THR's chief film critic on reviewing in the Internet Age


During the 2006 Festival de Cannes, I had a jolting epiphany.

For the first time, the fest's opening-night film, "The Da Vinci Code," screened a night early. I strolled back to the hotel afterward, thinking about the film and even making notes in my room for the considered review I'd write the next day. At 3 a.m., a call came from my editor in Los Angeles. Reviews were all over the Internet. Wide awake now, I dashed off my opinion and filed in record time.

Welcome to the Internet Age of movie reviewing.

It's not just studio tentpoles and fanboy pics that receive instant analysis anymore; the conversation about any and every movie begins on the Internet immediately after a first public showing.

Nowadays, my preparations to review a film often include studying the best routes home and double-checking the e-mail address of the editor staying up late to post my review.

Studio publicists cling to the quaint notion of "embargoes" on film reviews, but that memo never seems to reach the outer limits of the Web. Few embargoes go unbroken these days.

The era of reviews penned after much reflection and possibly even after other critics have weighed in -- being first was not always a badge of honor -- is long gone.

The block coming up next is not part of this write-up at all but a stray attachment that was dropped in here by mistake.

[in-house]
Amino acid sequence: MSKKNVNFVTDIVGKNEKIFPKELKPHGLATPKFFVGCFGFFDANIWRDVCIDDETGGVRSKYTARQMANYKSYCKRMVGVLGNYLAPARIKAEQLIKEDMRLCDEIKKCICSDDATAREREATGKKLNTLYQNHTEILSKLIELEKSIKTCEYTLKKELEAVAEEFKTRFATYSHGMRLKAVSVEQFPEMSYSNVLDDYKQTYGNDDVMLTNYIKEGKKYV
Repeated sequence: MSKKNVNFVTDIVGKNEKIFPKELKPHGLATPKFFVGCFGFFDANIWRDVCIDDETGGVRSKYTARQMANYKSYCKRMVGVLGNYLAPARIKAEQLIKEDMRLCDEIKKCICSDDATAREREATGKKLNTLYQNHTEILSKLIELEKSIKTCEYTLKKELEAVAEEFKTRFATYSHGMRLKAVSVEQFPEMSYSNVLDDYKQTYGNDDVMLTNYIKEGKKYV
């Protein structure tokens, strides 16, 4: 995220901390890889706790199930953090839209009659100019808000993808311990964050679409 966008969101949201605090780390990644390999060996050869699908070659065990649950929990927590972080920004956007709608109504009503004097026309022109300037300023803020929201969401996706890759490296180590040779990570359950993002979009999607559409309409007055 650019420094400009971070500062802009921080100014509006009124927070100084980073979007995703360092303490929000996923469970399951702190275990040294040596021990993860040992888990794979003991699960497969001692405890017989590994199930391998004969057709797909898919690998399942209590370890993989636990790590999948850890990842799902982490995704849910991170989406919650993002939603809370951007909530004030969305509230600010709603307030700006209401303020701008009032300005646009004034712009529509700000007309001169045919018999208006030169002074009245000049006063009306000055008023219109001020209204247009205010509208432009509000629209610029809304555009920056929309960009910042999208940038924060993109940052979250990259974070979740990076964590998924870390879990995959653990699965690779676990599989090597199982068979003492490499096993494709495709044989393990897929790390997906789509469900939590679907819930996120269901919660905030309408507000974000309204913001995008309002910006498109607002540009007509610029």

Don't get me wrong: I actually enjoy the white heat of working out my thoughts over a laptop while the movie still plays in my head, and I certainly don't object to the Web bringing my early endorsement of a great film to all corners of the world.

But the new age of instant reportage is a challenge to us all. Anyone -- established critics, bloggers and other commentators -- caught up in the game of instant analysis tends to fall back on hyperbole, stridency and imperiousness. Writing in the moment, without historical perspective or aesthetic context, encourages snap judgments: A particular movie is either a masterpiece or dog meat.

Woe to the reviewer who seeks balance or nuance. Instant reviews, especially strongly worded critiques pro and con, drive Web traffic. But what often goes missing is any considered discussion of the merits of a film or the aims of the filmmaker.

If something is worth talking about, then a range of opinions should be welcome -- even within the same review. I can only hope the pressure to be the first and snarkiest reviewer doesn't ultimately damage the pleasures of critical debate.